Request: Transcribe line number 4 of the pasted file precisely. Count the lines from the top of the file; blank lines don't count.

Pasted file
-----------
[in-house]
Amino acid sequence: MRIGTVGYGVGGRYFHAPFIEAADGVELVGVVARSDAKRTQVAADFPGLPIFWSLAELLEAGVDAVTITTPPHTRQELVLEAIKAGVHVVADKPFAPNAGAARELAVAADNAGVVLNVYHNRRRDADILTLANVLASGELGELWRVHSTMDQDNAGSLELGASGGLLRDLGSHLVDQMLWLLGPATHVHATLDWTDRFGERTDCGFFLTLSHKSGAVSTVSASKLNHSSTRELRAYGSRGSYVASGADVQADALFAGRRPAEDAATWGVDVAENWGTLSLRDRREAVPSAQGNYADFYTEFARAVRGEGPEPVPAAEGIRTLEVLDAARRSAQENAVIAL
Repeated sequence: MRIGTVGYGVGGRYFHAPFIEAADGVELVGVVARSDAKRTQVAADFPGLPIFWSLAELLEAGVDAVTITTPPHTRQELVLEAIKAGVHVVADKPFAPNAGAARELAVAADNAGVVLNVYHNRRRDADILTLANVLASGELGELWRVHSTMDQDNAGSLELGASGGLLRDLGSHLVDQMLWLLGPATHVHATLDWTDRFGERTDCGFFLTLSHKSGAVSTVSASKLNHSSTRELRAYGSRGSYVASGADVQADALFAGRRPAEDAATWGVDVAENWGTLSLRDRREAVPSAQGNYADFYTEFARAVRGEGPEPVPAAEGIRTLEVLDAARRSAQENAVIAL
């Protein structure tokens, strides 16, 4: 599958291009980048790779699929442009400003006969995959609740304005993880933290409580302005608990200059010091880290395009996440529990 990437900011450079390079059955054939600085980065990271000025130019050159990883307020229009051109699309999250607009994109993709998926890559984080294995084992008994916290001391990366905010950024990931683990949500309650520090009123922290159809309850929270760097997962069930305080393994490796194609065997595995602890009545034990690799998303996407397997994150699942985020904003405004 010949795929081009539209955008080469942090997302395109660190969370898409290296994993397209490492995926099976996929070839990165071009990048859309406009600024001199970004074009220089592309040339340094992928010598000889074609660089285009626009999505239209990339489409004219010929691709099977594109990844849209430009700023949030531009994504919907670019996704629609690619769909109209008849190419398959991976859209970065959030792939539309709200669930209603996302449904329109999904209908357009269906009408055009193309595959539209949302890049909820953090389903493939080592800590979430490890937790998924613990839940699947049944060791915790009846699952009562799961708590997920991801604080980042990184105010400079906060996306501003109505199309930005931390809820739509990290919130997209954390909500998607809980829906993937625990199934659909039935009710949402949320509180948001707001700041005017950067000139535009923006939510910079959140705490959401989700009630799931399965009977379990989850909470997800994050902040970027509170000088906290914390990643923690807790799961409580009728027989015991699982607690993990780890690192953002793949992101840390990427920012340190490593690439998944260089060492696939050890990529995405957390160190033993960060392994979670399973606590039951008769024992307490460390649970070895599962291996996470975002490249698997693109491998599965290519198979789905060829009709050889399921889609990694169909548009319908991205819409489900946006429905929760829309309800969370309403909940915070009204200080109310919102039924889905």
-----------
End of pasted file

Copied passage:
């Protein structure tokens, strides 16, 4: 599958291009980048790779699929442009400003006969995959609740304005993880933290409580302005608990200059010091880290395009996440529990 990437900011450079390079059955054939600085980065990271000025130019050159990883307020229009051109699309999250607009994109993709998926890559984080294995084992008994916290001391990366905010950024990931683990949500309650520090009123922290159809309850929270760097997962069930305080393994490796194609065997595995602890009545034990690799998303996407397997994150699942985020904003405004 010949795929081009539209955008080469942090997302395109660190969370898409290296994993397209490492995926099976996929070839990165071009990048859309406009600024001199970004074009220089592309040339340094992928010598000889074609660089285009626009999505239209990339489409004219010929691709099977594109990844849209430009700023949030531009994504919907670019996704629609690619769909109209008849190419398959991976859209970065959030792939539309709200669930209603996302449904329109999904209908357009269906009408055009193309595959539209949302890049909820953090389903493939080592800590979430490890937790998924613990839940699947049944060791915790009846699952009562799961708590997920991801604080980042990184105010400079906060996306501003109505199309930005931390809820739509990290919130997209954390909500998607809980829906993937625990199934659909039935009710949402949320509180948001707001700041005017950067000139535009923006939510910079959140705490959401989700009630799931399965009977379990989850909470997800994050902040970027509170000088906290914390990643923690807790799961409580009728027989015991699982607690993990780890690192953002793949992101840390990427920012340190490593690439998944260089060492696939050890990529995405957390160190033993960060392994979670399973606590039951008769024992307490460390649970070895599962291996996470975002490249698997693109491998599965290519198979789905060829009709050889399921889609990694169909548009319908991205819409489900946006429905929760829309309800969370309403909940915070009204200080109310919102039924889905």